Here is more reminiscing about Antioch from former NPR commentator Michael Goldfarb (New York Times, June 17, 2007):
Here's a wonderful poem by William Meredith, called Tree Marriage. I heard it for the first time six weeks ago at my sister's wedding, where it was recited, beautifully, by her new husband.
Here's more about the life and poetry of William Meredith, courtesy of NPR's All Things Considered.
I recently spent a few days in the Old Quarter of Hanoi.
Here are some photos:
From Sarah Honig's Pardon Us for Living:
Every year at this season we're urged to beat our breasts in agonizing contrition and atoningly exclaim a collective "pardon us for living." Pardon us for being Israelis, for founding a Jewish state and defending it despite incessant efforts to annihilate or drive us out. Pardon us for daring to exist like other nations, on our own turf, where our own language is spoken — where our customs, holidays, celebrations, lamentations and memories take center stage. Pardon the abnormals' desire for normalcy.
It must be a transgression indeed, since as each Independence Day nears, we're exhorted to apologize for breathing this region's air, infringing on Arab/Muslim hegemony and contaminating illustrious Arab/Muslim liberality, pluralism, freethinking, nonviolence and Scouting Movement values. Before our resolve to rebuild what we impudently claim to be our national homeland, reality here was harmoniously blissful (just read pertinent depictions in Mark Twain's Innocents Abroad).
We maliciously marred the indubitable perfection of a depopulating desert ringed by putrid, malaria-ridden swamps. For that we earned eternal condemnation, according to our foes and in-house enlightened moralists who empathize with enemy pain. Our domestic guardians of virtue (the likes of whom aren't tolerated in the great Islamic realm) blame us for Arab genocidal antagonism, dating back to the 1920s under the revered pan-Arab would-be fuhrer Haj Amin el-Husseini, the soon-to-become avid Nazi collaborator, Berlin-resident Holocaust accomplice, and wanted war criminal.
We're branded culpable for what the Arabs call nakba, their homegrown "calamity" and insidious synonym for our self-determination. Nakba is the lead entry in their lexicon of Israel's delegitimization and its ongoing effect on the Arab psyche is potent.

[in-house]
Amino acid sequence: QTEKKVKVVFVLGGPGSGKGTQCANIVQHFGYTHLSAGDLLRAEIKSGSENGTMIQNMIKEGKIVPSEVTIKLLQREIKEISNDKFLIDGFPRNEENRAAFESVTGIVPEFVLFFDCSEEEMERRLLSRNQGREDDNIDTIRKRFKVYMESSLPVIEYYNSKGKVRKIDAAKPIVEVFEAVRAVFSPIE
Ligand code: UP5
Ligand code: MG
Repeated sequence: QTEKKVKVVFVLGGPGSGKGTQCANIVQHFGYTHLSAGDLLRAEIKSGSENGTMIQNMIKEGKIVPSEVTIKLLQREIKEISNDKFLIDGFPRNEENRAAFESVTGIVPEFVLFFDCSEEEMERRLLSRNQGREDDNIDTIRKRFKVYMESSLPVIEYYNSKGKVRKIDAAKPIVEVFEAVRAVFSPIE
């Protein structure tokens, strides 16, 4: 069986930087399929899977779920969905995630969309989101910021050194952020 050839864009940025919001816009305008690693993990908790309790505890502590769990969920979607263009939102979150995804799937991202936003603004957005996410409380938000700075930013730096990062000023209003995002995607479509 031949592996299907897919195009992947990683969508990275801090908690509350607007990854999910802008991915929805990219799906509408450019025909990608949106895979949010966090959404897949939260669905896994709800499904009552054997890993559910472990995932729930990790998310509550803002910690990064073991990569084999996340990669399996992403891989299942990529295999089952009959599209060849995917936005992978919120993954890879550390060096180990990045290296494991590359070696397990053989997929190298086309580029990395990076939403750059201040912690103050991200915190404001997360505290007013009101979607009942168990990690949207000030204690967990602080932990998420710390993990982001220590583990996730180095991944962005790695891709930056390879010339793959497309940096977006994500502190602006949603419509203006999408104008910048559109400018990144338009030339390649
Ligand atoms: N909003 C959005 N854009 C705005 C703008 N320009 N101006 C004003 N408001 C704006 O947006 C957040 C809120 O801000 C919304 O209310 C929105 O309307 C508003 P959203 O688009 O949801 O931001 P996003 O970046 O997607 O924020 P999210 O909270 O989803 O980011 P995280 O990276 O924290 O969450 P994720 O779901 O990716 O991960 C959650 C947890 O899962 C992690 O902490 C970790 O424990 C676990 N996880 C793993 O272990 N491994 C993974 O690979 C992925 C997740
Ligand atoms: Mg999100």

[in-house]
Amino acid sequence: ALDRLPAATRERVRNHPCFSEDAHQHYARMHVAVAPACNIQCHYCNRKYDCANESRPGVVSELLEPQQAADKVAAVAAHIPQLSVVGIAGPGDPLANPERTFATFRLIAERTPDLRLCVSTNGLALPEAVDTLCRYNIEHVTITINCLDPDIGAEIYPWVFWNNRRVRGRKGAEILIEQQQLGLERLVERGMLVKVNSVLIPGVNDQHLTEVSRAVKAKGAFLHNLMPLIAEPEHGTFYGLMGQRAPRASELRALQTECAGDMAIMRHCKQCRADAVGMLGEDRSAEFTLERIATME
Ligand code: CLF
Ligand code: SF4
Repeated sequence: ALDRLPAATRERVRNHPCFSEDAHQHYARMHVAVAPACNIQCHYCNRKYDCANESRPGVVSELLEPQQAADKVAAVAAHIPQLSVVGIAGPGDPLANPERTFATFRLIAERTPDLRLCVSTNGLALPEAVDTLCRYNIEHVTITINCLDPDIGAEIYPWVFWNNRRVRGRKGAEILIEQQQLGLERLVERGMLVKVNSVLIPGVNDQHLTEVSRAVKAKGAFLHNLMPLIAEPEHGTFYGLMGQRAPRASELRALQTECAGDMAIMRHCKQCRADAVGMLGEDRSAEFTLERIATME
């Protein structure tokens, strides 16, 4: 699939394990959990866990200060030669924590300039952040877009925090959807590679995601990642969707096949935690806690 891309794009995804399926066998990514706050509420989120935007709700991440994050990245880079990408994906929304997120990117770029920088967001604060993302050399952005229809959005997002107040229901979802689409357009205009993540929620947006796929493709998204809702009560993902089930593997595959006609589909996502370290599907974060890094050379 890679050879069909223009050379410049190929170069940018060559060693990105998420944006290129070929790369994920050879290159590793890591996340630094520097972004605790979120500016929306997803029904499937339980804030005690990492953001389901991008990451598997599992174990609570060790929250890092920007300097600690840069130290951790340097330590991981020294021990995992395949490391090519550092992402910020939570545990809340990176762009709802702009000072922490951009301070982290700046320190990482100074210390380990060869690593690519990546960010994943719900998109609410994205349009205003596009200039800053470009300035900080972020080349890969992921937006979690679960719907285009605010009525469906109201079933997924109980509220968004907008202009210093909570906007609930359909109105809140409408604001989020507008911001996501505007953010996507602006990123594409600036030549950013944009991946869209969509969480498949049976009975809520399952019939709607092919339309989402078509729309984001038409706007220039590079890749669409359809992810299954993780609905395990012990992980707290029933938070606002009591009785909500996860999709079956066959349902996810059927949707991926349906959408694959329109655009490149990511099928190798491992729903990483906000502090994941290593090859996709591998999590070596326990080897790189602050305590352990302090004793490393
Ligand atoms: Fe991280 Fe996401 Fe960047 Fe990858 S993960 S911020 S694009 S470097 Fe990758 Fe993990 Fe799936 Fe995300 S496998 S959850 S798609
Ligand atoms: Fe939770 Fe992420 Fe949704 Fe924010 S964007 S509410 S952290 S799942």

Read the whole thing.
Now students in the UK will know even less about history thanks to their government's slow but steady march towards dhimmitude.
From the Daily Mail:
Schools are dropping the Holocaust from history lessons to avoid offending Muslim pupils, a Government-backed study has revealed.
It found some teachers are reluctant to cover the atrocity for fear of upsetting students whose beliefs include Holocaust denial.
There is also resistance to tackling the 11th century Crusades — where Christians fought Muslim armies for control of Jerusalem — because lessons often contradict what is taught in local mosques.
The findings have prompted claims that some schools are using history 'as a vehicle for promoting political correctness'.
The study, funded by the Department for Education and Skills, looked into 'emotive and controversial' history teaching in primary and secondary schools.
It found some teachers are dropping courses covering the Holocaust at the earliest opportunity over fears Muslim pupils might express anti-Semitic and anti-Israel reactions in class.
The researchers gave the example of a secondary school in an unnamed northern city, which dropped the Holocaust as a subject for GCSE coursework.
The report said teachers feared confronting 'anti-Semitic sentiment and Holocaust denial among some Muslim pupils'.
It added: "In another department, the Holocaust was taught despite anti-Semitic sentiment among some pupils.
"But the same department deliberately avoided teaching the Crusades at Key Stage 3 (11- to 14-year-olds) because their balanced treatment of the topic would have challenged what was taught in some local mosques."
A third school found itself 'strongly challenged by some Christian parents for their treatment of the Arab-Israeli conflict-and the history of the state of Israel that did not accord with the teachings of their denomination'.
The report concluded: "In particular settings, teachers of history are unwilling to challenge highly contentious or charged versions of history in which pupils are steeped at home, in their community or in a place of worship."
But Chris McGovern, history education adviser to the former Tory government, said: "History is not a vehicle for promoting political correctness. Children must have access to knowledge of these controversial subjects, whether palatable or unpalatable."
The researchers also warned that a lack of subject knowledge among teachers — particularly at primary level — was leading to history being taught in a 'shallow way leading to routine and superficial learning'.
Lessons in difficult topics were too often 'bland, simplistic and unproblematic' and bored pupils.
If the Arabs put down their weapons today, there would be no violence.
If the Jews put down their weapons today, there would be no more Israel.
From Jon Medved's A 'Family' at War:
While it may seem strange to feel at war while living in the eerily peaceful atmosphere of Jerusalem, just a 90-minute drive from battle-scarred northern Israel, all it takes is a quick glance around our synagogue to know that, yes, our families are fighting for their very lives. With so many of our sons and daughters in the thick of the fight, this war is our war.